Austin Texas Estate Planning Blog

What are RMD Rules for 2023?

March 15, 2023 • | Law Office of Zachary D Kamykowski, PLLC
The SECURE 2.0 Act, which was signed into law in December 2022, changes the RMD rules for retirement savers beginning in 2023.

After a certain age, retirement account owners must take minimum distributions from traditional IRAs and 401(k)s. The SECURE 2.0 Act has changed the rules, reports the article “New RMD Rules for 2023” from U.S. News & World Report.

Before the SECURE 2.0 Act, the age to start RMDs was 72 for retirement accounts, including traditional IRAs and 401(k)s. Now, the RMD age has increased in two steps. Beginning in 2023, the RMD age will increase to 73, and in 2033, the RMD age will increase to 75. If you were born between 1951 and 1959, you’d need to start RMDs after age 73. Were you born after 1960? You can delay RMDs until after age 75.

There are important deadlines, and while you get extra time to take your first RMD, you must take subsequent RMDs every calendar year.

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Here’s the twist: remember, RMDs are taxable. If you take your first RMD in 2023 because you celebrate your 72nd birthday that year, you’ll have some decisions to make. You can take the RMD by December 31, 2024, or delay it until April 1, 2025. But if you wait until April 2025, you’ll take two RMDs in one tax year.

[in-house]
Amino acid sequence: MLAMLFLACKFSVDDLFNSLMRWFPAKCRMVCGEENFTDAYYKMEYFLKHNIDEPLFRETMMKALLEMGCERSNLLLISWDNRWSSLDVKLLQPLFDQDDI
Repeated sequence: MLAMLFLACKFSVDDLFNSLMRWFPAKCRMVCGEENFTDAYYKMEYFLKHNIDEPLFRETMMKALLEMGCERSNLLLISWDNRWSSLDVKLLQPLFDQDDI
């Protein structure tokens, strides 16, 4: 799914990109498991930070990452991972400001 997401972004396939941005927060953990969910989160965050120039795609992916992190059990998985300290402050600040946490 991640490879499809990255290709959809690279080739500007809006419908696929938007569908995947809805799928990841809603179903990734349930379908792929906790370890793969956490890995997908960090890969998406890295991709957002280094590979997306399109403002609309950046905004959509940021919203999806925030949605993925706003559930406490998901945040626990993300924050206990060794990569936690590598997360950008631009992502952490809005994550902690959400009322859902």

If your income from Social Security and other sources is more than you need, those higher ages for RMDs have their advantages. Retirement savings accounts may grow tax-free for a more extended period. The change may also bring savings in Medicare costs. The price of Medicare premiums is tied to income. When retirees take distributions from pre-tax retirement accounts, it increases their income and their premiums. By waiting on withdrawals, you can lower your income, leading to lower Medicare premiums at that time.

However, the delay in taking distributions may also lead to higher taxes during later stages of retirement. If you don’t withdraw funds early, you may have higher RMDs later, leading to larger tax bills.

Account owners who don’t take an RMD at the right time usually face harsh penalties. Before the SECURE 2.0 Act, the tax penalty was 50% on the required amount not withdrawn. Now the penalty is 25%. If the mistake is corrected quickly, the penalty can decline to 10%, as long as the person can demonstrate the missed RMD was due to an error and reasonable steps are being taken to resolve the issue.

There are changes to qualified charitable distributions as well. Account owners aged 70 ½ and older may now make IRA-qualified charitable distributions of up to $100,000 per year without owing income tax on the transaction, which can count as their yearly RMD. The qualified charitable distribution limit is now linked to inflation and may increase in future years. A one-time gift of $50,000 may be made directly to an eligible entity through a charitable gift annuity, a charitable remainder unitrust, or a charitable remainder annuity trust.

Based on the SECURE Act 2.0, Roth 401(k) account owners no longer have to take RMDs. This aligns the Roth 401(k) with Roth IRAs, which also do not require any distributions in retirement.

Reference: U.S. News & World Report (Feb. 10, 2023) “New RMD Rules for 2023”

Law Office of Zachary D Kamykowski, PLLC

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